Yes, can you believe it? I make my own flour...who does that, right? You're thinking, "She's crazy!" I have to say, I am one step away from buying 100 acres of land and some John Deere tractors so that I can grow fields of grain. Just kidding. I worked on my grandfather's farm - that was good enough! However, I feel VERY earthy about sprouting my own grains and grinding them into flour. It just makes everything I make with it taste 100% better. I believe in this little thing called, LOVE. When love goes into food, it just tastes better and I feel better. Hence the reason why I don't eat out much because that guy in the back who is making my food probably doesn't love me all that much and he's more than likely stressed out, so when I eat his stressed out food I gain stress. Single mom of little ones....I think I'll pass on the extra stress. Thanks!
Anyway, making flour
from a whole grain is so, so, SO simple that it's just ridiculous. And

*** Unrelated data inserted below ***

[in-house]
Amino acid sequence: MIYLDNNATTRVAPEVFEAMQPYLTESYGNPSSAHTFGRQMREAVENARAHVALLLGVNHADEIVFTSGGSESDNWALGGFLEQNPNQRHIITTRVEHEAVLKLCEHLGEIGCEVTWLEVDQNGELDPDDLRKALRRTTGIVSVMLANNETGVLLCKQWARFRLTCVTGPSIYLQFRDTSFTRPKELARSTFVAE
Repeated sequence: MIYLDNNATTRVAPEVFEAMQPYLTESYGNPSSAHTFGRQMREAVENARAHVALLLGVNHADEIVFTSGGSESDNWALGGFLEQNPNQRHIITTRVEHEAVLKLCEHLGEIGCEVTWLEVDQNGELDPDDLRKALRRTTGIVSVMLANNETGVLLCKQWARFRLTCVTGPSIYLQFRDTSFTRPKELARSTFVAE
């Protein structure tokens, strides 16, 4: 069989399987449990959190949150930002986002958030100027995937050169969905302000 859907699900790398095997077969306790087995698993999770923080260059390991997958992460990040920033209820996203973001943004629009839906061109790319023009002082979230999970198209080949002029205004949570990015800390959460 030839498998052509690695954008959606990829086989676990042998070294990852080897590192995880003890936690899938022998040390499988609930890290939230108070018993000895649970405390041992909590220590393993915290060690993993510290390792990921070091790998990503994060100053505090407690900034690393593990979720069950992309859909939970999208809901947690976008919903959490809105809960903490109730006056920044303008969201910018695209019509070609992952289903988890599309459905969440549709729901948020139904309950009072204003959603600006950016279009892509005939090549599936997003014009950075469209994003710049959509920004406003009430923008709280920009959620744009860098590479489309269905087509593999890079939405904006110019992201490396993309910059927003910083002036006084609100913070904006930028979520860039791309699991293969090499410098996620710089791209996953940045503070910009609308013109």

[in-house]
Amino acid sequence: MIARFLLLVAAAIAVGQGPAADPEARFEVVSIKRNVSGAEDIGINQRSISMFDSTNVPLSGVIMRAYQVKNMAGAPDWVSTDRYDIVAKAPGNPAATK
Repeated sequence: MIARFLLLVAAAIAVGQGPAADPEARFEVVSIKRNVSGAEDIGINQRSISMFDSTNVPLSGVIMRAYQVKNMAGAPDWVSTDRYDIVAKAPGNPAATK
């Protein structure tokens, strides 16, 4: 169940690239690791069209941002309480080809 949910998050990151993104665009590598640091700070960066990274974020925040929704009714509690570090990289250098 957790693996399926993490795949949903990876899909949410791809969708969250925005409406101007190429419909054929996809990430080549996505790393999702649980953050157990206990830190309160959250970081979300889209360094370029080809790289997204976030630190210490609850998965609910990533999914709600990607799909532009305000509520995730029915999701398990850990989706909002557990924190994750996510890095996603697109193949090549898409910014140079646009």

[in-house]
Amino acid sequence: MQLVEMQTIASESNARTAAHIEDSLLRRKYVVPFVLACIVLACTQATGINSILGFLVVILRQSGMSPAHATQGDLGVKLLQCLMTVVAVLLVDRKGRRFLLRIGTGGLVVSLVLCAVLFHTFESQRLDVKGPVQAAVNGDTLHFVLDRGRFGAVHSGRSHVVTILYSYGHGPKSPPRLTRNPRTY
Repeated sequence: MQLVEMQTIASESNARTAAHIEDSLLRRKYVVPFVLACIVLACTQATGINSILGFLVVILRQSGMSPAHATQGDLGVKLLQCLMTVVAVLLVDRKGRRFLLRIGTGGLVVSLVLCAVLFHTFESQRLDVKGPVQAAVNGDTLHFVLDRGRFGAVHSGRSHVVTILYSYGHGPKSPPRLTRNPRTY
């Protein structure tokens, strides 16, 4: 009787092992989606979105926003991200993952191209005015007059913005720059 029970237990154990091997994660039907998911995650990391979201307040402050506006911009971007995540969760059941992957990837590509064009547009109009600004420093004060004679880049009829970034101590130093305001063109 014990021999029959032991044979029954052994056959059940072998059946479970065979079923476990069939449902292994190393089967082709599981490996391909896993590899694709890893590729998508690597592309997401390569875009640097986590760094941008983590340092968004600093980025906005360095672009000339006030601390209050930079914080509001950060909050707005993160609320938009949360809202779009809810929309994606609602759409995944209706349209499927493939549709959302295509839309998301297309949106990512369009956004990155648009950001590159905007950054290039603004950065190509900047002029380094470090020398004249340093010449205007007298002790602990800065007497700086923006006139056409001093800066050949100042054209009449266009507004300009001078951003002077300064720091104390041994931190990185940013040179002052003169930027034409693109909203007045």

it really doesn't take much time on your part at all.
Here's how it goes. Ready?
Step 1: Soak your grains overnight in purified water. I usually soak them in a sprouting jar (mason jar with a screen top).
Step 2: Rinse your grains the next morning in a strainer
and return to jars with screen. Place jars slightly on their side to
drain any excess liquid. Repeat again before going to bed. Do this
step for 2-3 days in a row or until you see buds on your grains. (Wheat
berries usually take only 1-2 days to sprout.)
Step 3: Rinse grains thoroughly, then place them on dehydrator
trays using the teflon sheets. Dehydrate at 115 degrees overnight or
until dry. (This is an example of sprouted buckwheat.)
Step 4: Place all grains in a high-speed blender and
blend until a fine flour is created. (Takes seconds.) **You can also
store the grains in a glass container in the refrigerator and blend when
you are ready to use. (This picture shows a food processor. You can
use a food processor, but a high-speed blender such as a Vitamix, will
process it into finer granules.)
Step 5: Keep in a sealed glass container and place in the refrigerator. Lasts about a month.
grains are more alkalizing to the body and inhibits phytic acid from
blocking many important minerals from absorbing in the body. It also
increases vitamin content. You can lightly steam sprouted grains and
add it to casseroles, breads, etc. or you can grind it into flour for
later use as I've shown above. For just a little bit of time, you will
gain more nutritional value in your food! SNAP!